Most of Lexus' ecosystem is tied to front wheel drive Toyota products, so that allows for a cost advantage but is a heavily compromised "luxury" car. Lexus has to carve out their own budget for engines, transmissions, platforms and technology that can live outside of the mainstream Toyota ecosystem, and it seems that budget has only gotten smaller. I've made this point repeatedly over the years, but if Lexus used a premium RWD architecture - like GA-L - for LS, LC, ES/GS, IS, RC, RX and "LQ/LF-1," it would revolutionize Lexus. This should have been how GA-L was handled, but it seems like that platform will be reserved for LS, LC, LF-1 and IS. The problem here is that the first three are low volume flagship products, and there is the volume IS but it's in a struggling sedan market. It's not hard to see Lexus deeming this limited-return investment not being worth their while in a future state.
I have actually started to envision a future for Lexus that is similar to Infiniti - no more RWD products, and they will move to electrification to power the rear axle, creating a lineup that is all FWD or AWD. There is some merit to this - it's not a bad strategy.
The biggest problem is not the product but these massive gaps in product planning - ten years for LS, ten years for GX, seven years+ for IS, ten years for LX. It sets shoppers up to be disappointed when they have waiting for so long - their anticipation and excitement builds - and then Lexus delivers a product that is fundamentally different or doesn't seem like as much of an improvement as they expected. Let's be frank: Lexus hasn't really been living up to the hype, or quite frankly, their own history lately. If LS had blown us away, I'd say all of these delays were worth it, but looking at that car, RC refresh, rumors of IS delays, no firm news on LX... it just seems like Lexus is trying to figure out how to do more with less, and that's not a premium strategy at all.
I will say Mercedes has also stated the same thing recently, cars are on the chopping block and many worry about their coupes.
The LC convertible is pretty much done whereas the RC convertible never really made it close to production. Dealers killed the RC convertible demanding the RX L instead.
They made the RC chassis as heavy as it is because they thought they would make a convertible.
Now they made the LC 300lbs heavier than necessary, because it should have had a convertible variant.
For the future. Please don't think about convertibles. Just make the cars 300lbs lighter. End of story...
So Lexus *shouldn't* plan products in advance? I thought that was their entire problem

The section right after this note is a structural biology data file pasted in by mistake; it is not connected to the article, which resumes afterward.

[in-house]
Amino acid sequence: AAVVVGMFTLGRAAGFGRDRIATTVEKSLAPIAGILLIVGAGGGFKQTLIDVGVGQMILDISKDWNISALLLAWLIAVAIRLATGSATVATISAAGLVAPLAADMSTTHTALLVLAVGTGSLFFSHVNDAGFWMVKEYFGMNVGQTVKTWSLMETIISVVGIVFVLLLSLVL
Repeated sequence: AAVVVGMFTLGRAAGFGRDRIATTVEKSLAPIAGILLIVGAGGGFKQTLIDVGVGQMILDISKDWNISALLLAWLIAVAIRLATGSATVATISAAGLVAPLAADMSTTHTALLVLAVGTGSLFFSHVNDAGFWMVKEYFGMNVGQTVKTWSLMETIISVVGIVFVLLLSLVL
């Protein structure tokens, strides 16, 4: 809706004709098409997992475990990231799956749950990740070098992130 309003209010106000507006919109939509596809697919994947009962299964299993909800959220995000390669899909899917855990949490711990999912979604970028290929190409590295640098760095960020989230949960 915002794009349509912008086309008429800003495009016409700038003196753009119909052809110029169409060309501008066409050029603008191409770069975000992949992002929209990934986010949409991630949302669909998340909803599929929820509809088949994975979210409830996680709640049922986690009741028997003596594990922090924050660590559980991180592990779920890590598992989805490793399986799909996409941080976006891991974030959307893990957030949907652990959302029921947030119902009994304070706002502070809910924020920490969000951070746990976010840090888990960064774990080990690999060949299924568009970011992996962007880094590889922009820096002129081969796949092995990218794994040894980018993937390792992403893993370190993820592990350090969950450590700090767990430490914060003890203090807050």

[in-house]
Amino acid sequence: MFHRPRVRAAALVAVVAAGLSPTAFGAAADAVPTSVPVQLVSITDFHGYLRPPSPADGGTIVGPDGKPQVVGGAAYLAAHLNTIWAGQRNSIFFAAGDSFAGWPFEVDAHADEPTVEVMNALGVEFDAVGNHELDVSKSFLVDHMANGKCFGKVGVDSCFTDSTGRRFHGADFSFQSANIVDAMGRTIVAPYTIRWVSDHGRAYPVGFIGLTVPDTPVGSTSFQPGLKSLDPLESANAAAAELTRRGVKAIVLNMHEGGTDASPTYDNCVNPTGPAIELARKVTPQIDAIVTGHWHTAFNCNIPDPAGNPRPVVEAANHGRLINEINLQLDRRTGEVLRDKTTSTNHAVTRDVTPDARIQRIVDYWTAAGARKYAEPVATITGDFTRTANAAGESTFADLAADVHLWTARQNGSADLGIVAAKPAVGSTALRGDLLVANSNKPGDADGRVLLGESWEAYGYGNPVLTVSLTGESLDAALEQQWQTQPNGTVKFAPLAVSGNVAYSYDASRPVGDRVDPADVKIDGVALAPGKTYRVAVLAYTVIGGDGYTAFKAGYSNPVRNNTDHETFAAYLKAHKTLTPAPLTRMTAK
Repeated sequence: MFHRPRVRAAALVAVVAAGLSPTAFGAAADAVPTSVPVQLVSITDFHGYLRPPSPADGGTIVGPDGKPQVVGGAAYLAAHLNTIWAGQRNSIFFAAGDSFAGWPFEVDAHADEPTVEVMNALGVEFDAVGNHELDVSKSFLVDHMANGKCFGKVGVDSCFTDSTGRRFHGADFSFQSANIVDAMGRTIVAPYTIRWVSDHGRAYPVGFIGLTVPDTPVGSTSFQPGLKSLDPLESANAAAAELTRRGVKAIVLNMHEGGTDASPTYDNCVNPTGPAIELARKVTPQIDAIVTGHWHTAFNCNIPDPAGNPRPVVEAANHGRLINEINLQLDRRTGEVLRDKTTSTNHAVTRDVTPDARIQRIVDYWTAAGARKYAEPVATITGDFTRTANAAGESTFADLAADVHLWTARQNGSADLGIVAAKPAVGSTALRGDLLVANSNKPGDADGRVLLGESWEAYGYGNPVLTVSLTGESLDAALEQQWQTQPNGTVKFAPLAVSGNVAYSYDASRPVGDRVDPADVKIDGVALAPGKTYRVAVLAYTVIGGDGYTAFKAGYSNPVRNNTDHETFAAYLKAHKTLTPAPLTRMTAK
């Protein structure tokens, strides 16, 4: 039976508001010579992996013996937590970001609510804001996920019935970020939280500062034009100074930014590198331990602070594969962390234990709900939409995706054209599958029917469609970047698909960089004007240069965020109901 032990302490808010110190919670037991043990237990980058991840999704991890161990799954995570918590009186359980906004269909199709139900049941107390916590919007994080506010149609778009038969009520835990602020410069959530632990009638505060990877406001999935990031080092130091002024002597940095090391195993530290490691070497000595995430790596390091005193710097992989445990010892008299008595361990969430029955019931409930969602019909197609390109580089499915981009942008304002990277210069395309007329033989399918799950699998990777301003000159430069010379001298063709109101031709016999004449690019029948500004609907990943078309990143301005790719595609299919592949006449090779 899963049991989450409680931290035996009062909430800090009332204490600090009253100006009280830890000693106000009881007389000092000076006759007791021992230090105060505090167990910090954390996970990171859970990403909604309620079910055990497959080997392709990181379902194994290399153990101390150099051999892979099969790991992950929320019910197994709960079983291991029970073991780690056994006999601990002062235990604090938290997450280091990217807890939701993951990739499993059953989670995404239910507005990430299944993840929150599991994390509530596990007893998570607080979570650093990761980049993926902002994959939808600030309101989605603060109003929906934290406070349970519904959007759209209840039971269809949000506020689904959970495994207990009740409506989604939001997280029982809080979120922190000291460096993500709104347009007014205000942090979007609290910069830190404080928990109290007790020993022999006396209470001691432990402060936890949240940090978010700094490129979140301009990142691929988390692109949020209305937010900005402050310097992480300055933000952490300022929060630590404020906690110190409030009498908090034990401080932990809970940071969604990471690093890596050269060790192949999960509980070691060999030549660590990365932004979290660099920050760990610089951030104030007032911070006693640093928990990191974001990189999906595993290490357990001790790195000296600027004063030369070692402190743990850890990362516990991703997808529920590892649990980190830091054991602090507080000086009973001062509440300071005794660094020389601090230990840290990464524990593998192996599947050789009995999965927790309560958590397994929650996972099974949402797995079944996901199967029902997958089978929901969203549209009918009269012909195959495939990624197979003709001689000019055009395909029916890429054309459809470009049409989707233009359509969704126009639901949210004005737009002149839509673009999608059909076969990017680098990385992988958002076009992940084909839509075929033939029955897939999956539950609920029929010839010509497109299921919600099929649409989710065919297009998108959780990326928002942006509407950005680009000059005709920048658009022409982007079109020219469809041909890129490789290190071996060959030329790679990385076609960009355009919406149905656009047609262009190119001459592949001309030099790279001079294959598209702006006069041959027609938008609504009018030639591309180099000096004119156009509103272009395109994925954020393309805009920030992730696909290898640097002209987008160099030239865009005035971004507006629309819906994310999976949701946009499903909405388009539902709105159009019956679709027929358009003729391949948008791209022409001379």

Also, based on the renders of the LC convertible, those pounds are possibly the most necessary thing about the car, as long as it comes out.
The only ones I can see getting the ax here in the US is the GS, RC, and LC. I think Lexus is learning there's a cap what a Japanese manufacturer can command for a Luxury car, regardless of how well it's built. This is why LC sales are poor. People with 8 Series/S-Class coupe money just aren't interested in spending that money on something from Japan. Same goes for the LS to some extent. The europeans make that a very hard class for Lexus to compete in. As for the RC, people just don't seem that interested.
Well, then Akio Toyoda's claim that Lexus and boring will never used in the same phrase, would not hold true anymore (which came after Lexus' buyer's median age became close to high 50s).
What is going on at Toyota and Lexus? I thought they are on a roll recently.
Bracing for the next recession and hoarding enough cash to buy out the rest of the Japanese auto industry when they fail. Mazda and Subaru will probably just get absorbed outright. And it is very unlikely Honda will survive the next recession when they are bleeding money like now. The only one they couldn't swallow is Suzuki. Plus the amount they need to wage the arms race in EV, autonomous driving, alternative mobility or whatever buzzword. They have the money to fund a Mars Mission and go to the Moon along the way.
Funny how they are cutting unprofitable models while running even more unprofitable programs so Morizo can have some joy rides. Who knows, maybe Morizo is planning to build his space yacht.
Exactly! Lexus doesn't need to cut out any models. Lexus needs to bring in more models and variants! Bring to North America the IS 300h, IS F, LC and RC vert, LQ, Lexus EV's, etc...
Guys, if you're unhappy with Lexus in the US, well, then come to Europe first ... you're going to cry, I promise.
It's always easy to talk from the outside, but I think you can tell without a glass ball that Toyota/Lexus still has some homework to do.
The key question is: How satisfied is Akio with the status quo, and would his position be strong enough to bring about real change?
Time will tell.
Personally, I can definitely see Subaru and Mazda being owned by Toyota, but I would prefer them not to lose their own identity even when they've become Toyota's subsidiaries.
It would be really funny if Honda becomes part of Toyota Motor Corporation, all the Honda fanboys and fangirls will definitely go on a riot, well at least in my country.
Did you not notice that Lexus fans are most morbid of them all?
Actually Toyota/Lexus are on their highest profits in their history. But that does not mean they will support cars that simply do not sell, nor they have a reason to - if customers wanted to buy them, they would.
LC is halo so it is always going to be fine... but GS will certainly not be renewed after next year, and RC might get morphed into IS model range.
Toyota never does this... it took them 20 years to take control of Daihatsu which they were majority owners of.
Mazda and Subaru will never be another Toyota subsidiary, they just dont believe this is the correct method. They will use efficiency of scales sometimes, but they will continue competing against each other.